In a bid to give Hamilton the chance to push late on, Mercedes brought him in at the end of lap 54 for another set of soft tires. Rosberg followed suit one lap later, making the switch to super-soft tires and emerging ahead of his title rival. Verstappen now led for Red Bull, but with a lead of just three seconds, his advantage did not look set to last.

Hamilton immediately questioned why Rosberg was running on a softer tire than him, being told by his engineer that the soft compound would be the best to finish on. Fired up, he carved into Rosberg’s advantage, leaving the front three separated by just two seconds with 10 laps remaining.

Rosberg found a way past Verstappen with the help of DRS, leaving the Dutchman to contend with Hamilton behind. Although he ultimately battled past Verstappen, Hamilton lost precious time to Rosberg at the front, leaving him out of DRS range once again.

Hamilton dug deep in a bid to cut the gap once again. He produced back-to-back fastest laps to whittle Rosberg’s advantage down to just 1.1 seconds with five laps to run. The gap fell further, leaving Hamilton crawling all over the back of his teammate’s car heading onto the final lap of the race.

Heading up to Turn 2, the two drivers made contact, causing damage to Rosberg’s front wing and forcing him to slow. Hamilton was able to move back onto the track and move ahead before crossing the line to take a tenuous and thrilling victory.

Max Verstappen crossed the line second to score Red Bull’s first home podium in Formula 1, with Raikkonen finishing third ahead of the fallen and furious Rosberg. He was left to settle for P4, 10 seconds shy of Hamilton at the front, acting as the latest chapter in Mercedes’ intra-team tension.

The stewards also confirmed soon after the checkered flag that Rosberg is under investigation for causing a collision and failing to stop his car when damaged, meaning his P4 finish could be in jeopardy.

Daniel Ricciardo finished fifth for Red Bull ahead of  Jenson Button, who came home sixth for McLaren after some quick thinking under the safety car allowed him to go to the end of the race without stopping again.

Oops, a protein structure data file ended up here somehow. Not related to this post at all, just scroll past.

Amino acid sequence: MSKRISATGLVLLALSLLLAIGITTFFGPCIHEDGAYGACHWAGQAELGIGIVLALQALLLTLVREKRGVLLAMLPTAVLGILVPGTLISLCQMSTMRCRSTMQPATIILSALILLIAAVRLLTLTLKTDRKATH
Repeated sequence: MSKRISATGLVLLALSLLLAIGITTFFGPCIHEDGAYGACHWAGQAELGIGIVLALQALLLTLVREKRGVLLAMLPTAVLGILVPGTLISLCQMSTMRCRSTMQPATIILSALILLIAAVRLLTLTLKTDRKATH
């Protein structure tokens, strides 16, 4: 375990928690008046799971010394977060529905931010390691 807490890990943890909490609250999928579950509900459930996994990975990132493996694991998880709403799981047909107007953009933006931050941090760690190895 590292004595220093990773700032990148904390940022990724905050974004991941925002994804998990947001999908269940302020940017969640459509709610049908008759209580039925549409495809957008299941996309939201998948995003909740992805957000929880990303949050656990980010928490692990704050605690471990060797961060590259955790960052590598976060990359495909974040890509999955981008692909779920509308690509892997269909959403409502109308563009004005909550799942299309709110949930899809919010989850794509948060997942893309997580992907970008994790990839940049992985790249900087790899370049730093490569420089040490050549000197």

Romain Grosjean ended Haas’ points drought by finishing seventh ahead of Carlos Sainz Jr. and Valtteri Bottas, while a late retirement for Sergio Perez saw Pascal Wehrlein finish 10th, marking just the second points finish in the history of Manor.

Justin Grant prevails over Kyle Larson in the Turkey Night Grand Prix

Grant Larson Turkey Night
USACRacing.com / DB3 Inc.
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On the heels of his Hangtown 100 victory, Justin Grant worked his way from 13th in the Turkey Night Grand Prix to beat three-time event winner Kyle Larson by 1.367 seconds. The 81st annual event was run at Ventura (Calif.) Raceway for the sixth time.

“My dad used to take me to Irwindale Speedway, and we’d watch Turkey Night there every year,” Grant said in a series press release. “This is one of the races I fell in love with. I didn’t think I’d ever get a chance to run in it, never thought I’d make a show and certainly never thought I’d be able to win one.”

With its genesis in 1934 at Gilmore Stadium, a quarter-mile dirt track in Los Angeles, the race is steeped in history with winners that include AJ Foyt, Parnelli Jones, Gary Bettenhausen and Johnnie Parsons. Tony Stewart won it in 2000. Kyle Larson won his first of three Turkey Night Grands Prix in 2012. Christopher Bell earned his first of three in 2014, so Grant’s enthusiasm was well deserved.